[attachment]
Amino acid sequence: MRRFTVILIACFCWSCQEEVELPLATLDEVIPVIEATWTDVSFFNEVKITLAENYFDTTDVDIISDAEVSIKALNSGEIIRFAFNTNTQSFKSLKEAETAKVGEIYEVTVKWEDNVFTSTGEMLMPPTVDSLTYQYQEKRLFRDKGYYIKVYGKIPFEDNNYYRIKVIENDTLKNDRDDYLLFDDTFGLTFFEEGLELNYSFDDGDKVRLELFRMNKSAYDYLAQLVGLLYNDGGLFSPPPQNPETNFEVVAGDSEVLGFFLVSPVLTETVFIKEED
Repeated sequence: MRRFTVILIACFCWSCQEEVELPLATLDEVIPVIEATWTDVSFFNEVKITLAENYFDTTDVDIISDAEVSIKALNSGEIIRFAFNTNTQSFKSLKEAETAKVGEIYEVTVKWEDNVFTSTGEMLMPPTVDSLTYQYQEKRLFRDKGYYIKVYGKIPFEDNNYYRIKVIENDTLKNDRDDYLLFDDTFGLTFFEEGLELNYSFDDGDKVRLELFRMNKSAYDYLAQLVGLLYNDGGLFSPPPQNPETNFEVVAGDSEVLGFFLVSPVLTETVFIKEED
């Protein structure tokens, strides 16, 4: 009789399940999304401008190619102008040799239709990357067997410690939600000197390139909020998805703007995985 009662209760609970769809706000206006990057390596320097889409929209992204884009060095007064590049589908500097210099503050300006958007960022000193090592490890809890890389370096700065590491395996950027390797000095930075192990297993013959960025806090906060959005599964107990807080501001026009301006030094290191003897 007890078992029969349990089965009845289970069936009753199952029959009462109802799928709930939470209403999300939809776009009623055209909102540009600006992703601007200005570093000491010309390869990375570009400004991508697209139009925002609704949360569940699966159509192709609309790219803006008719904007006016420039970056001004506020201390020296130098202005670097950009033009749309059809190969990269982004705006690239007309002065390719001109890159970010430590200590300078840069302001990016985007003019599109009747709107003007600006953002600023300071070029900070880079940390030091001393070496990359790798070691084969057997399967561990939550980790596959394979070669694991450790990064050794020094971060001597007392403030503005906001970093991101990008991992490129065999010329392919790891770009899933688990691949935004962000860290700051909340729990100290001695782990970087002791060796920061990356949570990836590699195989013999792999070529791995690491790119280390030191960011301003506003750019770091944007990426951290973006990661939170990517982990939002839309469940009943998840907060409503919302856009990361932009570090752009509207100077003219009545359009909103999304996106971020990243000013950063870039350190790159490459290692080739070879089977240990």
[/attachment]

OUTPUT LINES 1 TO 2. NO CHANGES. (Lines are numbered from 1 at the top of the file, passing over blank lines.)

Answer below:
Amino acid sequence: MRRFTVILIACFCWSCQEEVELPLATLDEVIPVIEATWTDVSFFNEVKITLAENYFDTTDVDIISDAEVSIKALNSGEIIRFAFNTNTQSFKSLKEAETAKVGEIYEVTVKWEDNVFTSTGEMLMPPTVDSLTYQYQEKRLFRDKGYYIKVYGKIPFEDNNYYRIKVIENDTLKNDRDDYLLFDDTFGLTFFEEGLELNYSFDDGDKVRLELFRMNKSAYDYLAQLVGLLYNDGGLFSPPPQNPETNFEVVAGDSEVLGFFLVSPVLTETVFIKEED
Repeated sequence: MRRFTVILIACFCWSCQEEVELPLATLDEVIPVIEATWTDVSFFNEVKITLAENYFDTTDVDIISDAEVSIKALNSGEIIRFAFNTNTQSFKSLKEAETAKVGEIYEVTVKWEDNVFTSTGEMLMPPTVDSLTYQYQEKRLFRDKGYYIKVYGKIPFEDNNYYRIKVIENDTLKNDRDDYLLFDDTFGLTFFEEGLELNYSFDDGDKVRLELFRMNKSAYDYLAQLVGLLYNDGGLFSPPPQNPETNFEVVAGDSEVLGFFLVSPVLTETVFIKEED